Providing Tamper-Resistant Audit Trails with Distributed Ledger based Solutions for Forensics of IoT Systems using Cloud Resources

A1 Journal article (refereed)

Internal Authors/Editors

Publication Details

List of Authors: Magnus Westerlund, Mats Neovius, Göran Pulkkis
Publisher: IARIA
Publication year: 2018
Journal: International Journal on Advances in Security
Volume number: 11
Issue number: 3&4
Start page: 288
End page: 300


Network and information security are often more challenging for current
IoT systems than for traditional networks. Cloud computing resources used by most
IoT systems are publicly accessible and thereby, through this availability,
increase the risk of intrusion. The increase in the processing of sensitive
data in IoT systems makes security challenges more noteworthy, particularly in
light of legal issues around cross-border transfers and data protection.
Technologies preventing intrusion are effective, yet not perfect. Once a system
is compromised, the intruder may start to delete and to modify audit trails and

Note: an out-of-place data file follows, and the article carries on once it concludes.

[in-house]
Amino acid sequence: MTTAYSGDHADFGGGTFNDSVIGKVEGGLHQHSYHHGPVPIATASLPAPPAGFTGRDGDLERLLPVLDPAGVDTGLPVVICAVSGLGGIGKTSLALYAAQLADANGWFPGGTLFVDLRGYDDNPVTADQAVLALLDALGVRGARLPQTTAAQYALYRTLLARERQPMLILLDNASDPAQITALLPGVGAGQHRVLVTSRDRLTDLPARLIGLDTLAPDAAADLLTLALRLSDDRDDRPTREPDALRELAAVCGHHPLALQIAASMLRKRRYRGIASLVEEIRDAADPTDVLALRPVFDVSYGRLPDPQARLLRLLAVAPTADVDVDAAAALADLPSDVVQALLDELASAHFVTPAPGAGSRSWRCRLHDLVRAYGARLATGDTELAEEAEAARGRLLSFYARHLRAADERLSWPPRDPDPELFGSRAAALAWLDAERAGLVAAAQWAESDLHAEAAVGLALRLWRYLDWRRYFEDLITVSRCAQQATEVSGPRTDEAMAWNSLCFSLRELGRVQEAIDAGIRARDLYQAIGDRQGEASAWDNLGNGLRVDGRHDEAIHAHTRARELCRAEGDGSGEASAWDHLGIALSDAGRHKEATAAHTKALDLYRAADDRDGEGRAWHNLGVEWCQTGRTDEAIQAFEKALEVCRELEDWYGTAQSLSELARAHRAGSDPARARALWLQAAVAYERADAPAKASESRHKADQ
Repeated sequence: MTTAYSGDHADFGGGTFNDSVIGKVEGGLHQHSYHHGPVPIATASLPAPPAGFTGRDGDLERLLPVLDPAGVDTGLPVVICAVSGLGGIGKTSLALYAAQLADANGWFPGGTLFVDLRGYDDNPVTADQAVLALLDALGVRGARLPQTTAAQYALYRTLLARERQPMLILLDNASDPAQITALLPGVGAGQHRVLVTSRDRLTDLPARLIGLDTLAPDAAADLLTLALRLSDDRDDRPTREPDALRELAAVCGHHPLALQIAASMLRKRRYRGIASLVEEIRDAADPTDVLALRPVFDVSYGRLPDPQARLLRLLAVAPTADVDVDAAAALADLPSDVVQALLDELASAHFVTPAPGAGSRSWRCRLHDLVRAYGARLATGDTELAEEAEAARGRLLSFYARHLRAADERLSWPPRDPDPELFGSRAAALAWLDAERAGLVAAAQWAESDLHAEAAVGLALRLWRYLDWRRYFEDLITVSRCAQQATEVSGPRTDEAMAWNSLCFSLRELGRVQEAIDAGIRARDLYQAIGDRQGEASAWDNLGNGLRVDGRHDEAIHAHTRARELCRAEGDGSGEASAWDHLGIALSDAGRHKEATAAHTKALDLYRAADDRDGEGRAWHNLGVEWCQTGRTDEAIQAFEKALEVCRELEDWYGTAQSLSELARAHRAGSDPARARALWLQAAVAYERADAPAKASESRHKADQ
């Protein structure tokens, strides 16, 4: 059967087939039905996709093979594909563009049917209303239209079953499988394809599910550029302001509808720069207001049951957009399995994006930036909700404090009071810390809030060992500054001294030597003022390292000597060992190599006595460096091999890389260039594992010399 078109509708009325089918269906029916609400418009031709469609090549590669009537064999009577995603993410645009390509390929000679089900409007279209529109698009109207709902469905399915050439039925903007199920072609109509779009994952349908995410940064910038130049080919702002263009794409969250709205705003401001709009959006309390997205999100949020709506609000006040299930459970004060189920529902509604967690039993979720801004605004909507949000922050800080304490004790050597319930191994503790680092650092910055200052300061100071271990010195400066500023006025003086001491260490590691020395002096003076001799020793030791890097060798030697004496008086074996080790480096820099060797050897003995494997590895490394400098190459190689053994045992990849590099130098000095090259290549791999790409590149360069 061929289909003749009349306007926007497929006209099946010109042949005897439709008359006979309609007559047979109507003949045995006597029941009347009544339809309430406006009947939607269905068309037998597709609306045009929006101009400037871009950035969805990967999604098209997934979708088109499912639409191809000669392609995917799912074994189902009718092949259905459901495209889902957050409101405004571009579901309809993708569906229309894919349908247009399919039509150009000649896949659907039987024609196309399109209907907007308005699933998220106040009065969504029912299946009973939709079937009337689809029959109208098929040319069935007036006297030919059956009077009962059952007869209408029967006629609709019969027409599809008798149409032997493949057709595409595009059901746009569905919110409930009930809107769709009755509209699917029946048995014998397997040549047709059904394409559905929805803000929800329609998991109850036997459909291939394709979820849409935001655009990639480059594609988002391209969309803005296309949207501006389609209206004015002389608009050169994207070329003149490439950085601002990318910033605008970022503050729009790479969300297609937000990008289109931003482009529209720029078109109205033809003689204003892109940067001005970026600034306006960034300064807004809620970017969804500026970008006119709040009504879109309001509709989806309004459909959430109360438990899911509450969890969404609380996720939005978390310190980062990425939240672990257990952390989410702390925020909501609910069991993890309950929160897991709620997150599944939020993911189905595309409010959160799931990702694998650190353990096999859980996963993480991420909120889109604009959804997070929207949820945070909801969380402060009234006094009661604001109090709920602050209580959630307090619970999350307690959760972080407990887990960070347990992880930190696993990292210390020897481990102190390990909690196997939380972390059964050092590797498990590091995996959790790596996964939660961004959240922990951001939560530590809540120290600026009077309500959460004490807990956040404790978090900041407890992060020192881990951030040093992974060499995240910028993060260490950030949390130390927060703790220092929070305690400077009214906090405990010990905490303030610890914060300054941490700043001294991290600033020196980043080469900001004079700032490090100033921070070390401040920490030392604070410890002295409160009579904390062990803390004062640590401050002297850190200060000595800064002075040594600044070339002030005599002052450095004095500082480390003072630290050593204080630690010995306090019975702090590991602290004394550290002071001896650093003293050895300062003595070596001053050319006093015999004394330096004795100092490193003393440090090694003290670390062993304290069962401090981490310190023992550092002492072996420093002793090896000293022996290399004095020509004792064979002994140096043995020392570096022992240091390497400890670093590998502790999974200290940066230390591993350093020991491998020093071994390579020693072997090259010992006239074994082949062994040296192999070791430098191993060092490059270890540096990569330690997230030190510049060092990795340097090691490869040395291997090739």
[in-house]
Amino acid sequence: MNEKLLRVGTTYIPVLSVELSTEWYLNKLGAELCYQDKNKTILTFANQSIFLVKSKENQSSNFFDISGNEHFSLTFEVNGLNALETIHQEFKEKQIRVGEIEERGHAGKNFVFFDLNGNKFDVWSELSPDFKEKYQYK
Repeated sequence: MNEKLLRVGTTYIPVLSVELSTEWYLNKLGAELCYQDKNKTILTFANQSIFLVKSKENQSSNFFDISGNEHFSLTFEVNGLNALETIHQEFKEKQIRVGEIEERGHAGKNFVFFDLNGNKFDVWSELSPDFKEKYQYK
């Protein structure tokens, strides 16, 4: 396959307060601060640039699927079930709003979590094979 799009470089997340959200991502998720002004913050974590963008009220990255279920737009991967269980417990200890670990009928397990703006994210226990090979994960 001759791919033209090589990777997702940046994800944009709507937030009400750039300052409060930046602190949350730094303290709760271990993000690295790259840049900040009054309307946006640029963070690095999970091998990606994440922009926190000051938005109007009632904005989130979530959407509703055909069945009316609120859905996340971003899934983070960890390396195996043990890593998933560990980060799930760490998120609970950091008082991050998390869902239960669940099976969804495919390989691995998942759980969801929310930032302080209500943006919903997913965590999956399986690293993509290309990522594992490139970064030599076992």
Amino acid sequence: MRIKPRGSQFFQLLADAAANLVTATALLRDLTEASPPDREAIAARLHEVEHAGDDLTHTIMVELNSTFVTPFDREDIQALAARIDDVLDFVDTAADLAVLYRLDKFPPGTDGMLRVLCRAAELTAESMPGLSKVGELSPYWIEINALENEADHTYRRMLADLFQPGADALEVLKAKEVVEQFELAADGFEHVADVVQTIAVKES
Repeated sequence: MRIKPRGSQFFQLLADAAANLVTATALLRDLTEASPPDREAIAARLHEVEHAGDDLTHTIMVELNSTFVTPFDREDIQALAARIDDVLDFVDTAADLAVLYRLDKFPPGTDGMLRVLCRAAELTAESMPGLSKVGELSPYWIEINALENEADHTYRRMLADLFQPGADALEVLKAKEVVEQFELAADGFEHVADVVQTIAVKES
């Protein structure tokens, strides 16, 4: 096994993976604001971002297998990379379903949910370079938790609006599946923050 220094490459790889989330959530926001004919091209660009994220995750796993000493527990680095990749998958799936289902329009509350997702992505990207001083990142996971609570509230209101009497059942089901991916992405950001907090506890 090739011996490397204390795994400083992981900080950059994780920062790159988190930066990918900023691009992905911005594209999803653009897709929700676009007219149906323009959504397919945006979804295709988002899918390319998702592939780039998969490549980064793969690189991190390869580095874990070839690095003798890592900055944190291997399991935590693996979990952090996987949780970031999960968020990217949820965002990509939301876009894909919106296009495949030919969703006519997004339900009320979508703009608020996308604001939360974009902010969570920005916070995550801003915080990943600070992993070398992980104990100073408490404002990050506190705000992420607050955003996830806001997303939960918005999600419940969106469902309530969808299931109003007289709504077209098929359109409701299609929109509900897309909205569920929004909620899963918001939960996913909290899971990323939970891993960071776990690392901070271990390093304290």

system log files for covering-up the intrusion. Complete and untampered audit trails and log files are
essential for the legitimate owner of an IoT system using cloud resources to
estimate the losses, to reconstruct the data, to detect the origin of the
intrusion attack, and eventually in a court of law be able to prosecute the
attacker. Due to this, improved methods for performing forensics in IoT systems
are desperately needed.IoT forensics is mostly cloud forensics, since most IoT data is
currently stored in the cloud. Therefore, cloud
forensics is a key component in IoT forensics. The baseline for any forensic
investigation is assured data availability and integrity. In this paper, we
outline how forensic evidence data can be created for IoT systems using distributed
cloud resources and how the availability and integrity of this forensic data
can be assured by applying distributed ledger based solutions for storing audit
trails and log files securely. Given this approach, an attacker can neither delete,
nor modify past trails or logs but merely stop generating new data into log
files. The approach presented here is novel, yet light enough for practical

Last updated on 2020-05-08 at 06:00